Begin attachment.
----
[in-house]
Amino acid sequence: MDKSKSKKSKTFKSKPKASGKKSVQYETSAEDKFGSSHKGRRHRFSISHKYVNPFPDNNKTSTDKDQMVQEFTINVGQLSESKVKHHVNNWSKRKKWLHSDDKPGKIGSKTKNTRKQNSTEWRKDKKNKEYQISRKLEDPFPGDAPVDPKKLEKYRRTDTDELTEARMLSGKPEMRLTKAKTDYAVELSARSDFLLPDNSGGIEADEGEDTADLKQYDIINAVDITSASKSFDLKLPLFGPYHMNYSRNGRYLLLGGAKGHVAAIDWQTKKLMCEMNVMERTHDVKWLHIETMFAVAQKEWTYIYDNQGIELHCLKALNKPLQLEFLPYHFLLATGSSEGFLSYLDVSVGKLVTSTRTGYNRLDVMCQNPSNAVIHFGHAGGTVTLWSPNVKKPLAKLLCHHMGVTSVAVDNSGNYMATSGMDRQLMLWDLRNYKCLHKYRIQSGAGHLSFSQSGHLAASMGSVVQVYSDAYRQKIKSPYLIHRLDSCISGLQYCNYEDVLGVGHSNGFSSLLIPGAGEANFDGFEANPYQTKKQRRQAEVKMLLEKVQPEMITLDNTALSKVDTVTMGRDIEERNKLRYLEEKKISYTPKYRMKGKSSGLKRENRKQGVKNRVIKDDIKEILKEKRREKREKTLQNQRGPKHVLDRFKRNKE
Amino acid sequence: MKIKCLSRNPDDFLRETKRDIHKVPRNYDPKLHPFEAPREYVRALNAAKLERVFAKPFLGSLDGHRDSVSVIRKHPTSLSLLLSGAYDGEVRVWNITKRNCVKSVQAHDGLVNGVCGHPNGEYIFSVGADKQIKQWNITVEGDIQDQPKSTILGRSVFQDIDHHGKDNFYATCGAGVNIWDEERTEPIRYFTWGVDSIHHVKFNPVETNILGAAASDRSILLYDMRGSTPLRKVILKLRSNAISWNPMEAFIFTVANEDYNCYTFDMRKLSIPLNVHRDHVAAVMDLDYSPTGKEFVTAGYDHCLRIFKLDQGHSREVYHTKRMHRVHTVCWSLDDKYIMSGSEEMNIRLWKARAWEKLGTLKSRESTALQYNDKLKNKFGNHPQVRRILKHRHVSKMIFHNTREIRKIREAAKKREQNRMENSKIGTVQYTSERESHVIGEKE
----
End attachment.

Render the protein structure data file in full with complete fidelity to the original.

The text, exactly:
[in-house]
Amino acid sequence: MDKSKSKKSKTFKSKPKASGKKSVQYETSAEDKFGSSHKGRRHRFSISHKYVNPFPDNNKTSTDKDQMVQEFTINVGQLSESKVKHHVNNWSKRKKWLHSDDKPGKIGSKTKNTRKQNSTEWRKDKKNKEYQISRKLEDPFPGDAPVDPKKLEKYRRTDTDELTEARMLSGKPEMRLTKAKTDYAVELSARSDFLLPDNSGGIEADEGEDTADLKQYDIINAVDITSASKSFDLKLPLFGPYHMNYSRNGRYLLLGGAKGHVAAIDWQTKKLMCEMNVMERTHDVKWLHIETMFAVAQKEWTYIYDNQGIELHCLKALNKPLQLEFLPYHFLLATGSSEGFLSYLDVSVGKLVTSTRTGYNRLDVMCQNPSNAVIHFGHAGGTVTLWSPNVKKPLAKLLCHHMGVTSVAVDNSGNYMATSGMDRQLMLWDLRNYKCLHKYRIQSGAGHLSFSQSGHLAASMGSVVQVYSDAYRQKIKSPYLIHRLDSCISGLQYCNYEDVLGVGHSNGFSSLLIPGAGEANFDGFEANPYQTKKQRRQAEVKMLLEKVQPEMITLDNTALSKVDTVTMGRDIEERNKLRYLEEKKISYTPKYRMKGKSSGLKRENRKQGVKNRVIKDDIKEILKEKRREKREKTLQNQRGPKHVLDRFKRNKE
Amino acid sequence: MKIKCLSRNPDDFLRETKRDIHKVPRNYDPKLHPFEAPREYVRALNAAKLERVFAKPFLGSLDGHRDSVSVIRKHPTSLSLLLSGAYDGEVRVWNITKRNCVKSVQAHDGLVNGVCGHPNGEYIFSVGADKQIKQWNITVEGDIQDQPKSTILGRSVFQDIDHHGKDNFYATCGAGVNIWDEERTEPIRYFTWGVDSIHHVKFNPVETNILGAAASDRSILLYDMRGSTPLRKVILKLRSNAISWNPMEAFIFTVANEDYNCYTFDMRKLSIPLNVHRDHVAAVMDLDYSPTGKEFVTAGYDHCLRIFKLDQGHSREVYHTKRMHRVHTVCWSLDDKYIMSGSEEMNIRLWKARAWEKLGTLKSRESTALQYNDKLKNKFGNHPQVRRILKHRHVSKMIFHNTREIRKIREAAKKREQNRMENSKIGTVQYTSERESHVIGEKE